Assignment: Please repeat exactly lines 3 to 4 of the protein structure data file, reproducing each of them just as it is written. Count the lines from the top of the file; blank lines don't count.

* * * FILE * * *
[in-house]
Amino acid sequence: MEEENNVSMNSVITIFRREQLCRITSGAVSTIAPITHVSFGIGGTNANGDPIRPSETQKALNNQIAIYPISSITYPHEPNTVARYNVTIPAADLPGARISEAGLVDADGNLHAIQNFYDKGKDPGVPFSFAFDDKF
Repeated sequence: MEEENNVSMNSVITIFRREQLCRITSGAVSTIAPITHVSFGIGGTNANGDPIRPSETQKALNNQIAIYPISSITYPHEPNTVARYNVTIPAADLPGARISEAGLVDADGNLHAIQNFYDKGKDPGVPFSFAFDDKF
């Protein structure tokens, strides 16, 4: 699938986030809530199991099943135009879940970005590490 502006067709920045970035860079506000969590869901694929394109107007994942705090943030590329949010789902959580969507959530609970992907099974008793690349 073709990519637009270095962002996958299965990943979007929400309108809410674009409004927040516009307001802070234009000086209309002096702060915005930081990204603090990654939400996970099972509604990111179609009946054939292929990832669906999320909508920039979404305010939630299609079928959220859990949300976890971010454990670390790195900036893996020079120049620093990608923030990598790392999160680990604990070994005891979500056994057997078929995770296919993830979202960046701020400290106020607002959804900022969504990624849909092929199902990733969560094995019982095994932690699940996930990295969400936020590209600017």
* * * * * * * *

Repeated sequence: MEEENNVSMNSVITIFRREQLCRITSGAVSTIAPITHVSFGIGGTNANGDPIRPSETQKALNNQIAIYPISSITYPHEPNTVARYNVTIPAADLPGARISEAGLVDADGNLHAIQNFYDKGKDPGVPFSFAFDDKF
């Protein structure tokens, strides 16, 4: 699938986030809530199991099943135009879940970005590490 502006067709920045970035860079506000969590869901694929394109107007994942705090943030590329949010789902959580969507959530609970992907099974008793690349 073709990519637009270095962002996958299965990943979007929400309108809410674009409004927040516009307001802070234009000086209309002096702060915005930081990204603090990654939400996970099972509604990111179609009946054939292929990832669906999320909508920039979404305010939630299609079928959220859990949300976890971010454990670390790195900036893996020079120049620093990608923030990598790392999160680990604990070994005891979500056994057997078929995770296919993830979202960046701020400290106020607002959804900022969504990624849909092929199902990733969560094995019982095994932690699940996930990295969400936020590209600017």